The good news is that the jury was strong, cared passionately about print and was united about the outcome. We made sure that anything that felt remotely scammy was discussed and we threw out a lot of weak, cheap work for products that we felt clients would never had invested in (which for some reason always includes biro and marker pens).
Sadly, the numbers were down on entries by roughly 10%, partly, I believe due to clients spending their money elsewhere in other new media and also because the young talent out there are enjoying playing in new media too.
Hopefully the introduction of Publishing this year to the category, although not huge in entry numbers, will help refresh and inform clients and creatives of different ways to play around with the print medium.
The numbers were down on entries by roughly 10%, partly, I believe due to clients spending their money elsewhere in other new media and also because the young talent out there are enjoying playing in new media too.
My favourite campaign of the show was, in my opinion, grand prix material. But it wasn’t eligible due to being in the health and safety, public sector & awareness category. For PASSOP, it did win gold and featured Muslim women wearing their national flags like burkas.
It didn’t look like a traditional charity print campaign. It was provocative, iconic and very current. It made a massive statement and brought a huge issue to life in a very clever and unique way and I loved everything about it.
There was also stand out golds for Interflora and the Dutch Mill Co. Both unanimously liked, cruising through all judging rounds to receive top honours.
The coffee campaign was so of the moment, using social media, which helped make it stand out. It entertained all of us in the room and we discussed the fact that you could see that it had taken a lot of time and effort to create.
Sure looked like a fun campaign to create. As for Interflora, which was a more of a classic print campaign, it was also a great example of what the perfect print campaign should do both for client and consumer. The copy was spot on and the photography blended perfectly with it. A cracking piece of work and each execution was beautifully thought out and executed.
The craft category had the largest number of shortlists this year. Perhaps a little too generous in my opinion, and some good pieces in photography and art direction seemed to disappear in the early stages, which is strange, but that can happen unless the campaign has had previous exposure in other awards festivals and creative publications.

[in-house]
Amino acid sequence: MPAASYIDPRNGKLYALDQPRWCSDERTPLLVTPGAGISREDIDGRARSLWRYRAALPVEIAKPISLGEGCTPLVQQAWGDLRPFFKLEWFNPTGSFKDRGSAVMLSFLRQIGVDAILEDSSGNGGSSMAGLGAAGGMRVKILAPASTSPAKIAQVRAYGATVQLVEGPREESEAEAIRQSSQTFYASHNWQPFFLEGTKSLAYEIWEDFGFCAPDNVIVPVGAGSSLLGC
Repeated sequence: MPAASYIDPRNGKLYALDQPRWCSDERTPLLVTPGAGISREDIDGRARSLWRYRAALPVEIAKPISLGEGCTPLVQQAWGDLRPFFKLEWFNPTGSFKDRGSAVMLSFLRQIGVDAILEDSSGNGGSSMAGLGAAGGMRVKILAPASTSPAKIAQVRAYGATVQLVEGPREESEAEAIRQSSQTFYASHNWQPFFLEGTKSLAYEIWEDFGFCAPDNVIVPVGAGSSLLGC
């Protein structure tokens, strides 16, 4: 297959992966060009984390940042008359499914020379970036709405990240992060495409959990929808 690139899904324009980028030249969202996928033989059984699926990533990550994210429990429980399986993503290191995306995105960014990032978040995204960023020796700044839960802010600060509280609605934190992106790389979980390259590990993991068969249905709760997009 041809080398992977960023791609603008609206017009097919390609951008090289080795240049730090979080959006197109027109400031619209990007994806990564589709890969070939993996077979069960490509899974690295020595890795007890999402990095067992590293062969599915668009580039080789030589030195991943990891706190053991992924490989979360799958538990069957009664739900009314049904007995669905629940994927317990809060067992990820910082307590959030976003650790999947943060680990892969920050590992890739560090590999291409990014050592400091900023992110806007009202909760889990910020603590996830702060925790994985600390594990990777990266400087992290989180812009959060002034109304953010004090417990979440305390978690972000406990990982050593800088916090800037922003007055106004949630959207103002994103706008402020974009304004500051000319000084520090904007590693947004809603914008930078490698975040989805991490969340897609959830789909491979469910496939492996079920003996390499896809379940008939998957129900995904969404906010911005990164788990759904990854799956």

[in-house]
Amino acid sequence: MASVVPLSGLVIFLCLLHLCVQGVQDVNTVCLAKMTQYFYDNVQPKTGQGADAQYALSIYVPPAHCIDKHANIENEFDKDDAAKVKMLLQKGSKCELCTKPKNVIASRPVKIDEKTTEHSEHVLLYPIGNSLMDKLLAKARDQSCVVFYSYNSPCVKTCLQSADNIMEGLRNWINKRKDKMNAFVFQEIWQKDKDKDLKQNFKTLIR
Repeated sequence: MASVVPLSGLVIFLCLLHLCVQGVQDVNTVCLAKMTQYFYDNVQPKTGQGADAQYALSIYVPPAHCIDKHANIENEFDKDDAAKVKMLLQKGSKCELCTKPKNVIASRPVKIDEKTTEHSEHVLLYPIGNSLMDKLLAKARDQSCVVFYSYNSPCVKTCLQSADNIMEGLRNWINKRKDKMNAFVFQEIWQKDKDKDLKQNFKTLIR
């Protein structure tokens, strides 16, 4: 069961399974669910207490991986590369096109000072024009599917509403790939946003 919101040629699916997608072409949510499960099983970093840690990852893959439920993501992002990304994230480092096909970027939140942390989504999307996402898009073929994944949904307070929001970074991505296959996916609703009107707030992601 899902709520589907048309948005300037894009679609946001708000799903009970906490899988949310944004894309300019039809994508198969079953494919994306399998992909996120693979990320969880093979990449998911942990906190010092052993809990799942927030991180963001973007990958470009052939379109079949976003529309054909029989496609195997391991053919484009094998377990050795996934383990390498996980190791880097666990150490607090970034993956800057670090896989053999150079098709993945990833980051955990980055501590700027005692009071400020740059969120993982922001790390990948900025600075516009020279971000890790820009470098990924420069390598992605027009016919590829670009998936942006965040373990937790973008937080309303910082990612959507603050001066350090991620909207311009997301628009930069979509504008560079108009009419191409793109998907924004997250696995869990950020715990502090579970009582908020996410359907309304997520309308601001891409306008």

However I did enjoy seeing some wonderfully refreshing Illustration and two that stood out for me were for Tic Tac and Journal, for their weekend supplement. Although the ideas were not the most original they were forgiven for the execution and use of Illustration, which demonstrates perfectly the power of craft.
Choosing the grand prix was tough and there was much debate around it. We discussed the quality of the writing as well as the craft that went into it and although both were not outstanding we agreed that the power of the idea, and using print to start a conversation, was great.
The "Open letter from Burger King to McDonalds" made global news quickly, with that very press ad from Burger King being held in the hands of news anchors live on TV. It showed the power of what a print ad can do and should do and for that it was a worthy winner.
We agreed that the power of the idea, and using print to start a conversation, was great.
Now, it’s not the best written piece and is by no means the perfect example of a beautifully crafted ad but in the end it set out to do what it was meant to ... and boy it made a lot of noise.
So what do we expect to see next year? I hope what we selected for gold and the grand prix will be liked and I hope it encourages people to think about falling in love with the medium again.
The inclusion of Publishing will definitely up the entries next year and examples like the gold winning piece titled "Paradise Hill" for domestic violence will inspire agencies, creatives, strategists, media partners and clients to think again when they are looking at their next brief to solve.
Richard Denney is executive creative director at MullenLowe and UK judge on the Print and Publishing jury for Cannes 2016.